Pro wrestling depends upon intense and emotional conflict, much like the legal system. Wrestling involves (normally) two adversarial forces starring across the ring surrounded by spectators, while in courtrooms often there’s just an audience of one judge. But unlike a ref in a worked wrestling match, this neutral official won’t be bumped, miss the hot tag, or hold up the hand of the winner. Yet, in the history of wrestlers suing promoters most often the hand raised in triumph belongs to the nearly unbeatable champion: Vincent Kennedy McMahon.
World Wrestling Entertainment / Federation, Titan Sports, and even McMahon’s father’s old Capital Wrestling Corporation are no strangers to receiving legal smackdowns from talent. While there are some mid-card talent who have sued the McMahon family empire, more often it’s been men (and one woman) pushed to the top of the cards who’ve employed shark-like lawyers to bite the hand that once feed them.
The lawsuits were mostly won by the McMahon Empire because of deep pockets and also a tenacious legal team headed up by Jerry McDevitt. He’s a shooter; a legit legal bad ass who counter-sues and pre-emptively sues talent before they can make claims. McDevitt, who saved McMahon from prison by successfully defended McMahon in the mid 1990s when the Feds tried to take down the owner of the (Word Wrestling) Fed for steroid distribution, has raked up victory after victory like a new superstar getting pushed from the prelims to the main event.
What follows, from opening match chumps to mid card talent to main event champions, are fifteen of the most interesting cases of talent going one-on-one with the McMahon legal team in knockdown drag-out brawls fought not in the squared circle, but in the legal arena.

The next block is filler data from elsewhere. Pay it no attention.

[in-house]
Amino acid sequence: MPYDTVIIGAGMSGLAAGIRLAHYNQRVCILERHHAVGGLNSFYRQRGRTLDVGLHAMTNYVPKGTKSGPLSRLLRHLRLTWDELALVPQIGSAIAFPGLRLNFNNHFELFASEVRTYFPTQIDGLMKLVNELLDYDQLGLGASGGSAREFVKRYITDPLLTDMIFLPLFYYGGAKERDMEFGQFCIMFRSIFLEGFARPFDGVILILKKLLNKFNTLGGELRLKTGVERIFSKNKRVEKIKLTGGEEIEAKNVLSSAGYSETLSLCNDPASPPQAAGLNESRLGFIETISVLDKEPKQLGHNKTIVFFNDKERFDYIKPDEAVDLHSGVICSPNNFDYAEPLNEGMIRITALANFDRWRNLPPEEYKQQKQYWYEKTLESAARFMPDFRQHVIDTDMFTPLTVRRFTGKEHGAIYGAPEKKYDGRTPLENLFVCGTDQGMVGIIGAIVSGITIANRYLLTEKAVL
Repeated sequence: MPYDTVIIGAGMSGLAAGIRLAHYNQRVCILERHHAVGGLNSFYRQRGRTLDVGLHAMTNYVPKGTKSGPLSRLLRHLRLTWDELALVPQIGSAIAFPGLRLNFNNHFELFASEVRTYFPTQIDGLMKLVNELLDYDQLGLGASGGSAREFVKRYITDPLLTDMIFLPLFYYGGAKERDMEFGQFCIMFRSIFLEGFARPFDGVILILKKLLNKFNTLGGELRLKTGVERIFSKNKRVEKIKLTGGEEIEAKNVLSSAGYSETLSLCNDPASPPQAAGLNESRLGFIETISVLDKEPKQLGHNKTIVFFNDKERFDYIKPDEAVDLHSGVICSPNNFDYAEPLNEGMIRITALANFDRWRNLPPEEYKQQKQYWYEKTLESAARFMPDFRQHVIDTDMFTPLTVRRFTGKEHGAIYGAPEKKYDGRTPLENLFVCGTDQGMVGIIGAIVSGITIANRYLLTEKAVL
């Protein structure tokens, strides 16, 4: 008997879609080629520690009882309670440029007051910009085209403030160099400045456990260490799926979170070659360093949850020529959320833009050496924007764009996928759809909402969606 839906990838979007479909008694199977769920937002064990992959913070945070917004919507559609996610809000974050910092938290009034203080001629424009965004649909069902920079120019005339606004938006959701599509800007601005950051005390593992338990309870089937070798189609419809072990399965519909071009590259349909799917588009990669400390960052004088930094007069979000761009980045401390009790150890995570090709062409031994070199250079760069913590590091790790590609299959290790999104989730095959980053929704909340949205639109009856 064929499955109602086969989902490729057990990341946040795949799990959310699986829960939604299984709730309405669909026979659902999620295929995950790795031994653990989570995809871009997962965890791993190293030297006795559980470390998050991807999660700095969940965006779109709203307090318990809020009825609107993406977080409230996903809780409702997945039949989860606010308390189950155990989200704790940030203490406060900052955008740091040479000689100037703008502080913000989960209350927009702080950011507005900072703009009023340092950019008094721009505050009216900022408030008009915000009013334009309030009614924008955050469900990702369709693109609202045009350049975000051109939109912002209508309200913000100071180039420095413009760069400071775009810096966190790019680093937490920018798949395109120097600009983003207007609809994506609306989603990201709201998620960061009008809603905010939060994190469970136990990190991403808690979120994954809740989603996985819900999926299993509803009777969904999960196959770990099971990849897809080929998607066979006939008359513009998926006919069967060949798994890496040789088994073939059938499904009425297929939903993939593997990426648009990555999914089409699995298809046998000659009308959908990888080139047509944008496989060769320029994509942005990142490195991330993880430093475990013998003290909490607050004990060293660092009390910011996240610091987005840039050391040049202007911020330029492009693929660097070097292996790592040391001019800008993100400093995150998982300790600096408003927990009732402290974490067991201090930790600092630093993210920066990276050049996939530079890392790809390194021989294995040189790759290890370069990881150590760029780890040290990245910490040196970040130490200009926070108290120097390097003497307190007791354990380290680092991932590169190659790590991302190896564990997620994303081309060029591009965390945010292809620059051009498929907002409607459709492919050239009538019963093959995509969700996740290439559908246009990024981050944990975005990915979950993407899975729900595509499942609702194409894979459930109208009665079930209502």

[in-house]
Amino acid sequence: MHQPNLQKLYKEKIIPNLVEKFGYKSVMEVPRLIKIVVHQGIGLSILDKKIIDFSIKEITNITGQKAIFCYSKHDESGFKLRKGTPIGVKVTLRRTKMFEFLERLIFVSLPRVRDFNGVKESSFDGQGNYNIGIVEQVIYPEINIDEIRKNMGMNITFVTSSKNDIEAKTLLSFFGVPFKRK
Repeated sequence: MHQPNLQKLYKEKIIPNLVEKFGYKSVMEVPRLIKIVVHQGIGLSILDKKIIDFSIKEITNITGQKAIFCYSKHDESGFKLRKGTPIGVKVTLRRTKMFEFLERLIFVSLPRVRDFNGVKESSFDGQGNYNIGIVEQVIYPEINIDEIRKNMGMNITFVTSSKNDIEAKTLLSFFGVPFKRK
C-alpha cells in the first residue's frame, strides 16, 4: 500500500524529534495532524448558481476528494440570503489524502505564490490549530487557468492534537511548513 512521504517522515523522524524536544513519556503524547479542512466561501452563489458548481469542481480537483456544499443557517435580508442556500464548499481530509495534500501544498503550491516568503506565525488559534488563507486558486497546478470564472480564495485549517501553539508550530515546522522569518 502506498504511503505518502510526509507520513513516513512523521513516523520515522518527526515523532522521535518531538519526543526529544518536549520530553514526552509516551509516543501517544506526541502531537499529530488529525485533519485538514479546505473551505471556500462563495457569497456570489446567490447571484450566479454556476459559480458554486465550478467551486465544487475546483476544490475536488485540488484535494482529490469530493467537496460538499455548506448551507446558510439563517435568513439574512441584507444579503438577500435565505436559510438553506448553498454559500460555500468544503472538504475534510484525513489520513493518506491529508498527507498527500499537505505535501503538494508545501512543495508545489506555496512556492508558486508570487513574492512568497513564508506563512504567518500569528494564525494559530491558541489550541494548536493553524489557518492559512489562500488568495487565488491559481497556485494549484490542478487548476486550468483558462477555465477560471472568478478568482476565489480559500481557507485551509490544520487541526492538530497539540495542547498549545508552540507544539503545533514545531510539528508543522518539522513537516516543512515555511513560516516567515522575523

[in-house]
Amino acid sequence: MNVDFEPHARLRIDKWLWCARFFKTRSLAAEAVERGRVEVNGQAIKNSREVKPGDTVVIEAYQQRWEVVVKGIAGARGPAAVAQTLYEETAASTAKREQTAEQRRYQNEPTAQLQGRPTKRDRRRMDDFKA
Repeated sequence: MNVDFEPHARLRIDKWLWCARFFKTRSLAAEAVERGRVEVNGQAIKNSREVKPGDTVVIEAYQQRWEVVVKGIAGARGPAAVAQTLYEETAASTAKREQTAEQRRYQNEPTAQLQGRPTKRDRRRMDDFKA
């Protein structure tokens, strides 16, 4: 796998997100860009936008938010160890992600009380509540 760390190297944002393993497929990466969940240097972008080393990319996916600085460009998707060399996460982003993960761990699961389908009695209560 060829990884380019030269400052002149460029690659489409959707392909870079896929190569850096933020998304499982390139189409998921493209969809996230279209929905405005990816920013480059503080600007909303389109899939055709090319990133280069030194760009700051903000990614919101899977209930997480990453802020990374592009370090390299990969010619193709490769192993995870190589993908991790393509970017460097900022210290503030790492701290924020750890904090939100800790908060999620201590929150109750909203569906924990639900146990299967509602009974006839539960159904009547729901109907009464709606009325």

15 Charles Austin
Back in the day before the Monday Night wars, McMahon’s TV, both cable and syndicated shows, consisted of squash matches where a no name, literally often not even introduced, jobbers lost to pushed talent. In December 1990, The Rockers (Marty Jannetty and Shawn Michaels) squared off against Lanny Poffo and such a jobber. The squash hit a snag when Jannetty used the rocker dropper, a standing leg drop across the foe’s neck driving his face DDT-like into the mat. But when the jobber took the move wrong and broke his neck leaving him partially paralyzed, the McMahon family learned the injured jobber’s name (Charles Austin) expensively and quickly. Austin successfully sued winning $26.7 million.
Like 1-2-3 Kid going over Scott Hall on an early Monday Night Raw, Austin’s victory was the upset of the decade. While McMahon versus Charles Austin would lose McMahon money, a different Austin versus McMahon conflict a few years made Vince a millionaire many times over.
14 Doug Somers
Somers, who never worked for the WWE, decided to sue them anyway in 2012. His suit was based on use of footage of him wrestling in the American Wrestling Association which was used in various DVDs. He claimed, among other things, that use of his image was both an invasion of his privacy AND violation of the right of publicity. This was somewhat related to what former AWA alumni Jesse Ventura (see no.9) had tried earlier. Somers, however, came up, as he often did in most of his matches, on the losing end looking at the lights, not a fat paycheck.